The Wisdom of Father Brown HTML version

The Strange Crime of John Boulnois
MR CALHOUN KIDD was a very young gentleman with a very old face, a face dried up
with its own eagerness, framed in blue-black hair and a black butterfly tie. He was the
emissary in England of the colossal American daily called the Western Sun-- also
humorously described as the "Rising Sunset". This was in allusion to a great journalistic
declaration (attributed to Mr Kidd himself) that "he guessed the sun would rise in the
west yet, if American citizens did a bit more hustling." Those, however, who mock
American journalism from the standpoint of somewhat mellower traditions forget a
certain paradox which partly redeems it. For while the journalism of the States permits a
pantomimic vulgarity long past anything English, it also shows a real excitement about
the most earnest mental problems, of which English papers are innocent, or rather
incapable. The Sun was full of the most solemn matters treated in the most farcical way.
William James figured there as well as "Weary Willie," and pragmatists alternated with
pugilists in the long procession of its portraits.
Thus, when a very unobtrusive Oxford man named John Boulnois wrote in a very
unreadable review called the Natural Philosophy Quarterly a series of articles on alleged
weak points in Darwinian evolution, it fluttered no corner of the English papers; though
Boulnois's theory (which was that of a comparatively stationary universe visited
occasionally by convulsions of change) had some rather faddy fashionableness at Oxford,
and got so far as to be named "Catastrophism". But many American papers seized on the
challenge as a great event; and the Sun threw the shadow of Mr Boulnois quite
gigantically across its pages. By the paradox already noted, articles of valuable
intelligence and enthusiasm were presented with headlines apparently written by an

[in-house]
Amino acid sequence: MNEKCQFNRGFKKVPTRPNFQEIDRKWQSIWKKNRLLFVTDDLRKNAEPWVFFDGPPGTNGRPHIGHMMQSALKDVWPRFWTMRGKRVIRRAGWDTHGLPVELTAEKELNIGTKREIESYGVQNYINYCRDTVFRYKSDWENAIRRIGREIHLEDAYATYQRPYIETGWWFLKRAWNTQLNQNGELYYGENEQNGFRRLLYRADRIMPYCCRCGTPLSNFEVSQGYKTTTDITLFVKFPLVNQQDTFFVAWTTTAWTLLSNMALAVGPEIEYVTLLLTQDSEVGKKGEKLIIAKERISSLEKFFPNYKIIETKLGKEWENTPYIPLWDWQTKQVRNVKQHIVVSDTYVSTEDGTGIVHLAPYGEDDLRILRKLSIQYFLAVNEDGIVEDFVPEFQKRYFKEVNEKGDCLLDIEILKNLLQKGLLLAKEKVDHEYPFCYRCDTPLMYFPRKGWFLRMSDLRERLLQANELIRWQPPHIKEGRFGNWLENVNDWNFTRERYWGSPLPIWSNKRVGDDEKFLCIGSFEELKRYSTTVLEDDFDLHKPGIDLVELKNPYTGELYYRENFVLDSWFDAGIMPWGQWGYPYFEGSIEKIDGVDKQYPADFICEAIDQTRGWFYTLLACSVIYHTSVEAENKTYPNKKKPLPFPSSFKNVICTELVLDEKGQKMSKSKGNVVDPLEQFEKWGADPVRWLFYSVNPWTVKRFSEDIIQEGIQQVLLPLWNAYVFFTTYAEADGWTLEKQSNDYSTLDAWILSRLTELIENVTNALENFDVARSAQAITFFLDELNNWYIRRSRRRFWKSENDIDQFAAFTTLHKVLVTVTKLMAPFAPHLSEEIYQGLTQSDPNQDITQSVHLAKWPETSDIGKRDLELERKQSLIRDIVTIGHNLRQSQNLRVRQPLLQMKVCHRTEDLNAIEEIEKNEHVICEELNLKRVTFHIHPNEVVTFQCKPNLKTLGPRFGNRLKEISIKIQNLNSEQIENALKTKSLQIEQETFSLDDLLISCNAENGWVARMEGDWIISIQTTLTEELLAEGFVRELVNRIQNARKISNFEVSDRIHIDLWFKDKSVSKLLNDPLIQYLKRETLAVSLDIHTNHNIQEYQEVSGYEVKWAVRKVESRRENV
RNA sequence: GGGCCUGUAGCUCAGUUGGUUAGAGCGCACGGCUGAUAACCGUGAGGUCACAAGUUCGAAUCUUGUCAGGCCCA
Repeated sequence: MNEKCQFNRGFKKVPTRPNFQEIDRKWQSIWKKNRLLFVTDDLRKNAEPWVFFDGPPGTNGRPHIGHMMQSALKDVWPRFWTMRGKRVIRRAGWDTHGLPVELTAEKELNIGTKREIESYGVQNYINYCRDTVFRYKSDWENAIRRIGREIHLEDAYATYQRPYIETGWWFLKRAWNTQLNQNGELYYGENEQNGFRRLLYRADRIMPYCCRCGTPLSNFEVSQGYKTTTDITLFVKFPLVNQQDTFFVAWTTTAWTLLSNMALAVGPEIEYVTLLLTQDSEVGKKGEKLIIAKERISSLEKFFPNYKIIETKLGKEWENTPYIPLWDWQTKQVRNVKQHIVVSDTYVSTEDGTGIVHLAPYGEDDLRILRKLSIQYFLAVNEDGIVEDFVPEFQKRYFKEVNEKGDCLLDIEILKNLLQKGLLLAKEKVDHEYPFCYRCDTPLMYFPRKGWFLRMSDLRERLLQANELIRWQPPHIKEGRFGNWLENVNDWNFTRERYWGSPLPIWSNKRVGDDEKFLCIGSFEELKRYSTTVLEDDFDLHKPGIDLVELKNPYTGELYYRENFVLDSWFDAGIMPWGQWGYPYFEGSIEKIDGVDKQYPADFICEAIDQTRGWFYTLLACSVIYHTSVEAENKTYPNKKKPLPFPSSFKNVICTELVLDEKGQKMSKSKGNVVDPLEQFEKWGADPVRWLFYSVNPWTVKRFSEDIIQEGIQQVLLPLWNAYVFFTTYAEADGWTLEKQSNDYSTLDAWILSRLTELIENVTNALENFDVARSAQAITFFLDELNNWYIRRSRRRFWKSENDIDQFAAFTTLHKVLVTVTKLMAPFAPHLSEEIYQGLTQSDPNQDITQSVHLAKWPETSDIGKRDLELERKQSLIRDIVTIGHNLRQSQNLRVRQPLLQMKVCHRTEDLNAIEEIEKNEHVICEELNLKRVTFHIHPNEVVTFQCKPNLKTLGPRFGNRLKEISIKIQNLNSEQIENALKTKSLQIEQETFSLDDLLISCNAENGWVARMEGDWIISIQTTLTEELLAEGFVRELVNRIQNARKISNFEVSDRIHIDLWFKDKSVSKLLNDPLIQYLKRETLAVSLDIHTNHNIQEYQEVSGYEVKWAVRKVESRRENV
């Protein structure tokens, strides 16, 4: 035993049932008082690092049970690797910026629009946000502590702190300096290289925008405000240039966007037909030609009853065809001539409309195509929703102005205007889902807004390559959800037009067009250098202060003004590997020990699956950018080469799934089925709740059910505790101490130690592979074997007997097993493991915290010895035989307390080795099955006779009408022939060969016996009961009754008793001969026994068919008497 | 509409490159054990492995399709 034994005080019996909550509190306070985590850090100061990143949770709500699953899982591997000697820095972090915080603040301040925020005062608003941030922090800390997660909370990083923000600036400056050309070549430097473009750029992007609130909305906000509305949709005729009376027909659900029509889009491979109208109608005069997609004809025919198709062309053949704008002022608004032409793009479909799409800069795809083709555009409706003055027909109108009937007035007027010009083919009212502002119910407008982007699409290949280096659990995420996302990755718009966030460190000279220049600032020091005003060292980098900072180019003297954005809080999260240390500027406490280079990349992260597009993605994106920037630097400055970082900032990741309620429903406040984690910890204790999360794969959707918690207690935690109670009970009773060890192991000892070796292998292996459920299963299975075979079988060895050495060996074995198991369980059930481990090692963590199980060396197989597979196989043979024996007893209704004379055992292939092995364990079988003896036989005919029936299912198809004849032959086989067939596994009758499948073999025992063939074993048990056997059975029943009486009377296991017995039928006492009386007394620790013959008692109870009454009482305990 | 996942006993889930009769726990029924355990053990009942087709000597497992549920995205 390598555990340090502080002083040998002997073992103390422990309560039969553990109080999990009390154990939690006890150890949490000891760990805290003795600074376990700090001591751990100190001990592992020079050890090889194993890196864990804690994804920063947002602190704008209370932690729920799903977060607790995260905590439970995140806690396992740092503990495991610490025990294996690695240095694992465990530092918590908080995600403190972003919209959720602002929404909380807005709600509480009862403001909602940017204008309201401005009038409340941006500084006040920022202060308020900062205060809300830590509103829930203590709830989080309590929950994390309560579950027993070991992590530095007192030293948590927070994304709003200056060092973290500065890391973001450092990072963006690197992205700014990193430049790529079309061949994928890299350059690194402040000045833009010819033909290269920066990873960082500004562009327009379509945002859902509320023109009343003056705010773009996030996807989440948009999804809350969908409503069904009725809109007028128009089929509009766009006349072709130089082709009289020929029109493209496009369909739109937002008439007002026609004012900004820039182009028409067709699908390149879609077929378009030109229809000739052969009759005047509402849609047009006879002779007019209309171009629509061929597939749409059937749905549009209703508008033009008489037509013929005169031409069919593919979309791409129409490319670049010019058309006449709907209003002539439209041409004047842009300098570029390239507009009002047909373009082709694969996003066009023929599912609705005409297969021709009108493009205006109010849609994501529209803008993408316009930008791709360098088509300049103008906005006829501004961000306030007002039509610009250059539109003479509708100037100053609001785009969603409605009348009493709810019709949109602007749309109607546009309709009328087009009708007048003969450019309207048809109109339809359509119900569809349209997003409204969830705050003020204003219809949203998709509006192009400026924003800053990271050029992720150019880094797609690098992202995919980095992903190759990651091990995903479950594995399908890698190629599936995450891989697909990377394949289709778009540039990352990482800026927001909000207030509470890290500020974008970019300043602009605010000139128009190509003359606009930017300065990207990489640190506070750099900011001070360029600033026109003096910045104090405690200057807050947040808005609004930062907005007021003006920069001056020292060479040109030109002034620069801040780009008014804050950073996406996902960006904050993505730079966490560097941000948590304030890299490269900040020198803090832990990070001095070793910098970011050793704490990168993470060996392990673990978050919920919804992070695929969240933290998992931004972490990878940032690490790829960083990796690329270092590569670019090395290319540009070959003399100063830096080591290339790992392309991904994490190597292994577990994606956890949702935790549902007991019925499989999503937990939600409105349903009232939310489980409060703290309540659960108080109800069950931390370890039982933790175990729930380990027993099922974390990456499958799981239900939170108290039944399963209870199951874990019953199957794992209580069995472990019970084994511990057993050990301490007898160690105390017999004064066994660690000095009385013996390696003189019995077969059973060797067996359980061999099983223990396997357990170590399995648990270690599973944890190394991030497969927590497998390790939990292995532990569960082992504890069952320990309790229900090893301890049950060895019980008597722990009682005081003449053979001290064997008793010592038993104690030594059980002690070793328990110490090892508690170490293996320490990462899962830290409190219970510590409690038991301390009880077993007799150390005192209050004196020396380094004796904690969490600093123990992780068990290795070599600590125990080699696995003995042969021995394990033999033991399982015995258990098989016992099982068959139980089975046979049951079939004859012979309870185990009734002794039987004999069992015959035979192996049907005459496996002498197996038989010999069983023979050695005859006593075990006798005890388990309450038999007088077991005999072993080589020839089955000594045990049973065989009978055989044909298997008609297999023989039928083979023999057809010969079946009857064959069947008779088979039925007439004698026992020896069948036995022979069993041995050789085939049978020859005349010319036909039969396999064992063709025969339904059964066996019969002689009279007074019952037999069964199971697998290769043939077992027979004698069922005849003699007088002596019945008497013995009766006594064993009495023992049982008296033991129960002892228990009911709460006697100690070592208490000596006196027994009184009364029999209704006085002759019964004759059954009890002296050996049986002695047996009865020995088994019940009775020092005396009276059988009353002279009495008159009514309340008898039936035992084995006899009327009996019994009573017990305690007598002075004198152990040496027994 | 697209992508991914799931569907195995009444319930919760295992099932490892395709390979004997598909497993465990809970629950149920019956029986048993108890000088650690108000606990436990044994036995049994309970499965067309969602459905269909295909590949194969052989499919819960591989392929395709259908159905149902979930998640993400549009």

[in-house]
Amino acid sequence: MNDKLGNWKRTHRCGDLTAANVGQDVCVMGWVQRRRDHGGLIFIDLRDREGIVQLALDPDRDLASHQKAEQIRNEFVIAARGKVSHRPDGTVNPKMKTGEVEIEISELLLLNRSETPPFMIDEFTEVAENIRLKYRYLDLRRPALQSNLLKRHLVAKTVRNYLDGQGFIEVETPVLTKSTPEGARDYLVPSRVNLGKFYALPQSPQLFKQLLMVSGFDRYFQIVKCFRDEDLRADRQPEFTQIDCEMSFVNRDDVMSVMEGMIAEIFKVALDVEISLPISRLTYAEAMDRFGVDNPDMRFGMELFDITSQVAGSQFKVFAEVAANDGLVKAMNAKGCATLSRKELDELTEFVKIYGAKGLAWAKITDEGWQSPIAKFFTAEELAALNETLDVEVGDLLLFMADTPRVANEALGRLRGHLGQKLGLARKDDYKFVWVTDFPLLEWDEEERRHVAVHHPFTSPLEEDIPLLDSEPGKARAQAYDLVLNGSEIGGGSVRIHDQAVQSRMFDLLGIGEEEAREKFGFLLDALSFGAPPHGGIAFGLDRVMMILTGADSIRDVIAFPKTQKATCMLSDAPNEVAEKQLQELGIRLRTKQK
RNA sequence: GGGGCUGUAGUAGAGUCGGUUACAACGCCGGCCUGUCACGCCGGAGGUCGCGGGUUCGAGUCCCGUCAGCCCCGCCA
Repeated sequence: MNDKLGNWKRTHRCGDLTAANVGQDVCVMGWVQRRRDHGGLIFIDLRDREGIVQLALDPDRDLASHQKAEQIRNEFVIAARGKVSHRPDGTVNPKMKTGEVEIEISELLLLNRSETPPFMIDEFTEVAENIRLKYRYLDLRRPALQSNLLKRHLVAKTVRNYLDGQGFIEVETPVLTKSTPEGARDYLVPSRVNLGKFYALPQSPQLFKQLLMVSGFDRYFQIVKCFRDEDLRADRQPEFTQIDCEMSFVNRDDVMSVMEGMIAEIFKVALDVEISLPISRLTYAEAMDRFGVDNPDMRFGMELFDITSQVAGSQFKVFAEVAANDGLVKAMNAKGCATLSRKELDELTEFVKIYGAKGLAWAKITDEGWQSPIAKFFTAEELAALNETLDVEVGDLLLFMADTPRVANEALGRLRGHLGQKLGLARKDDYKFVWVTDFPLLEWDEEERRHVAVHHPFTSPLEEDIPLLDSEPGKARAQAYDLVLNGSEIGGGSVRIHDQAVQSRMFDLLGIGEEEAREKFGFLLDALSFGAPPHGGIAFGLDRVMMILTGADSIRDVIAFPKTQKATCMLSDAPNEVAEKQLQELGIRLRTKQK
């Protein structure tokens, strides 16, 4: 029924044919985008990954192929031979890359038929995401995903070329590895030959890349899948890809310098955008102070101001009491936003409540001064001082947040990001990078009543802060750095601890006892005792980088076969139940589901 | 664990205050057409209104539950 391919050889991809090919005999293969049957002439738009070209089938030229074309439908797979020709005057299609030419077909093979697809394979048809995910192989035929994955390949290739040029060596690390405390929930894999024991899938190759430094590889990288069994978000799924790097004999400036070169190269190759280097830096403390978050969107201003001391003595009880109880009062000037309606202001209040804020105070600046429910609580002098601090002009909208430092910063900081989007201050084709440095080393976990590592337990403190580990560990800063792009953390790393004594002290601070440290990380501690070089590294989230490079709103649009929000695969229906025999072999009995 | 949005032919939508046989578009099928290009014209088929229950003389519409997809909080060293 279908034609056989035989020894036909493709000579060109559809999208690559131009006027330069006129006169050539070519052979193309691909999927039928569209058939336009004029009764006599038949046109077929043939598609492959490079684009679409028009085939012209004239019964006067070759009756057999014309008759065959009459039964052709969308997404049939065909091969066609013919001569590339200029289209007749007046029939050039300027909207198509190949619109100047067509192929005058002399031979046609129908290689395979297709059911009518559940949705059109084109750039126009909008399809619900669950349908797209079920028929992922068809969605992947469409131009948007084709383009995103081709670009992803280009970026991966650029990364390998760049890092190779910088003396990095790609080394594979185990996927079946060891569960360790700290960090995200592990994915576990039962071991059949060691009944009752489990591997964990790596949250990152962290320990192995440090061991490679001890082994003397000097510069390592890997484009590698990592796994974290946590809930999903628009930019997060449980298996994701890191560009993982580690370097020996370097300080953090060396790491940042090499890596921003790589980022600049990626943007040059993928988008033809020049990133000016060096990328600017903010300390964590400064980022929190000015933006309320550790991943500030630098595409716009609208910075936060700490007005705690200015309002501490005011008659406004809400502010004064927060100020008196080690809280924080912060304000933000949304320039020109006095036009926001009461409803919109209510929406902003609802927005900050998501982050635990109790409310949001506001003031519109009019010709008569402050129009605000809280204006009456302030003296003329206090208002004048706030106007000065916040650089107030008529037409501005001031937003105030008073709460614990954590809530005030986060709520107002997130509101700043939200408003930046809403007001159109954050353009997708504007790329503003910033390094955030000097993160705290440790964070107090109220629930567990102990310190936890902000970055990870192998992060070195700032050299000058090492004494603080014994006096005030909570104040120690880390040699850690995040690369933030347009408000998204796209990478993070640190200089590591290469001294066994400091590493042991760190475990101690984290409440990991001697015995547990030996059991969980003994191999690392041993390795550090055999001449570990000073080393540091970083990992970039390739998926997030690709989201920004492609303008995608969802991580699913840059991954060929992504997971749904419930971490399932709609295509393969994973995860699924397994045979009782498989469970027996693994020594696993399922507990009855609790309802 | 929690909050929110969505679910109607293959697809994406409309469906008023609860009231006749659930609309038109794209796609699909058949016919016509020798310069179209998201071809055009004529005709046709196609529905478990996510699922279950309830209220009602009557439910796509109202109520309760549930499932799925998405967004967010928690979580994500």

illiterate maniac, headlines such as "Darwin Chews Dirt; Critic Boulnois says He Jumps
the Shocks"--or "Keep Catastrophic, says Thinker Boulnois." And Mr Calhoun Kidd, of
the Western Sun, was bidden to take his butterfly tie and lugubrious visage down to the
little house outside Oxford where Thinker Boulnois lived in happy ignorance of such a
That fated philosopher had consented, in a somewhat dazed manner, to receive the
interviewer, and had named the hour of nine that evening. The last of a summer sunset
clung about Cumnor and the low wooded hills; the romantic Yankee was both doubtful of
his road and inquisitive about his surroundings; and seeing the door of a genuine feudal
old-country inn, The Champion Arms, standing open, he went in to make inquiries.
In the bar parlour he rang the bell, and had to wait some little time for a reply to it. The
only other person present was a lean man with close red hair and loose, horsey-looking
clothes, who was drinking very bad whisky, but smoking a very good cigar. The whisky,
of course, was the choice brand of The Champion Arms; the cigar he had probably
brought with him from London. Nothing could be more different than his cynical
negligence from the dapper dryness of the young American; but something in his pencil
and open notebook, and perhaps in the expression of his alert blue eye, caused Kidd to
guess, correctly, that he was a brother journalist.